Are you printing the optimum halftone line count for your screens? Find out how to test the highest resolution that your screens and screenmaking procedures can deliver.
Poor Dmax on a film positive causes the smaller dots to disappear and the more open areas to be gritty and inconsistent in the final screen. A light film positive will produce dots in the screen that look ripped on the edges or oblong in shape, even if the screen looks fine to the plain eye. The emulsion has to work harder as a result of exposure, and it takes additional pressure and time to rinse out the screen.
Don’t be fooled by expensive equipment or new processes. Always check your positives with a loupe. In the case of a computer-to-screen machine, check the printed surface of the screen. I’ve seen several newer systems perform with worse quality than vellum upon close inspection, so don’t blindly trust that you’re getting the best results without seeing for yourself.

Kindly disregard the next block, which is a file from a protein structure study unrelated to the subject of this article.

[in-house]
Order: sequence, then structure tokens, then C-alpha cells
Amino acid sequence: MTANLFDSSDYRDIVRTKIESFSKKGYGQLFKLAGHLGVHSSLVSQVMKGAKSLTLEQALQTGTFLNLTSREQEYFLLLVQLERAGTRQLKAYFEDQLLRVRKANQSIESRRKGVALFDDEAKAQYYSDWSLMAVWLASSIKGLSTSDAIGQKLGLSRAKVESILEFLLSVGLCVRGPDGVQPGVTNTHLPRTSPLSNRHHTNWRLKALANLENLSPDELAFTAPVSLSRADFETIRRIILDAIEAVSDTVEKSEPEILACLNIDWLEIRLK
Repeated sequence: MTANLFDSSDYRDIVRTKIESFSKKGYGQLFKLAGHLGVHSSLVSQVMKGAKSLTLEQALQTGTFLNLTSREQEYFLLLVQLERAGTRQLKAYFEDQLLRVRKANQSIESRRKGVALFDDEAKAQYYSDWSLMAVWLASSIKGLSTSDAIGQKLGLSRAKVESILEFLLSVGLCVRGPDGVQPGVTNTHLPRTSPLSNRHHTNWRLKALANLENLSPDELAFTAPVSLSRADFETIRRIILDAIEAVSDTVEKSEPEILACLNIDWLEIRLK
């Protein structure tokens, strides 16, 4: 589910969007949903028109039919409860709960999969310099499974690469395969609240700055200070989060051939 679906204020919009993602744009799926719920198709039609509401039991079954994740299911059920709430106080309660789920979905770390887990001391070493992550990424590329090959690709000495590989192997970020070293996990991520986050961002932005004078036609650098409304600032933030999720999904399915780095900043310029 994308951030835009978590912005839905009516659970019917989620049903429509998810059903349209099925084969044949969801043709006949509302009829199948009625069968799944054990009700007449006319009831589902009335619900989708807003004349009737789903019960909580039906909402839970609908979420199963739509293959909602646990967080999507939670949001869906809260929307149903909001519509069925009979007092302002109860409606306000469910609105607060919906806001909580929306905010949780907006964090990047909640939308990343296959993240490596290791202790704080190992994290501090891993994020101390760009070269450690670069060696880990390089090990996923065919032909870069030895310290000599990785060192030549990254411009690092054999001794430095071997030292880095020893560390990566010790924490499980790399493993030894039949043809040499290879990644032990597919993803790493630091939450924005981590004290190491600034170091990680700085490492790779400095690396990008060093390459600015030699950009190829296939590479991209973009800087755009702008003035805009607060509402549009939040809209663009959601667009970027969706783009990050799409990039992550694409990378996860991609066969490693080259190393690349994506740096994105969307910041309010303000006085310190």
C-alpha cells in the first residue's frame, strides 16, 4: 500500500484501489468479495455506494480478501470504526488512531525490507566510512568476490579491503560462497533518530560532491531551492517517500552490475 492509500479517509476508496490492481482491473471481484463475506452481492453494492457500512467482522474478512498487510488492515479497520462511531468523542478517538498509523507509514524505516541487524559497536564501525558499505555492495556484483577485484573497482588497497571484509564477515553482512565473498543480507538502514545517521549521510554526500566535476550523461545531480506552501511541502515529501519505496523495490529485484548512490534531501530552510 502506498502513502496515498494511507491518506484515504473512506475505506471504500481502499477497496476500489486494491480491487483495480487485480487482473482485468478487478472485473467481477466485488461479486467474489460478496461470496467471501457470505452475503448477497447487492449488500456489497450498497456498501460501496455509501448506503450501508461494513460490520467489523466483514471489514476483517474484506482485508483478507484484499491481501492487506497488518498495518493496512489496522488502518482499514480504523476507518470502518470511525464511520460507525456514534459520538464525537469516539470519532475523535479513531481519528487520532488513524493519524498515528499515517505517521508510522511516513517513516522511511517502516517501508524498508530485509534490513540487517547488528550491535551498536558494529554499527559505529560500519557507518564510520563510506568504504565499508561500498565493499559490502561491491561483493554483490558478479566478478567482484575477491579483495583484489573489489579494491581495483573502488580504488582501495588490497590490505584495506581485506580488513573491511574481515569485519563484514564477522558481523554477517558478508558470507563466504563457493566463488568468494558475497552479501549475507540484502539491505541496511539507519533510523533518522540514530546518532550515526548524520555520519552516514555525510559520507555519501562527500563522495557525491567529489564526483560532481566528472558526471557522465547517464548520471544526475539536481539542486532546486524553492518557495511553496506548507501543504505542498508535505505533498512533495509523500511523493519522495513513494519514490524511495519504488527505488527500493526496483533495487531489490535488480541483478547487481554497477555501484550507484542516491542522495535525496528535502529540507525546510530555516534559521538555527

Checking the screens
Always use films that are in good shape to create the best screens possible. A great screen print comes from quality screens with well resolved halftone dots. Proper exposure is key. Undercutting and underexposure are serious issues you should work to avoid.
Undercutting is a problem that’s typically caused by poor vacuum seal during exposure, allowing the emulsion on the film to come away from the surface of the coated screen. The light then flows around the dots to some degree and causes poor exposures and bad edge quality on the final screens.
Underexposure is usually caused by the exposure unit’s bulb being too old or the improper calculation of actual exposure time. You can resolve these concerns by using a manufacturerprovided exposure calculator—available from most emulsion companies—and offsetting the age of the exposure unit’s bulb life in this calculation to account for declining effectiveness of the bulb over time. [More information about calculating exposure time can be found in Ross Balfour’s article, “In Pursuit of the Perfect Stencil,” beginning on page 82 of this issue.]
Apart from exposure issues, frequency (or moiré) presents the largest problem that printers face in creating screens. This issue can be a relatively simple one to fix, but it can still cause a lot of headaches. Frequency is a surprisingly common problem for even experienced printers to have on a recurring basis.
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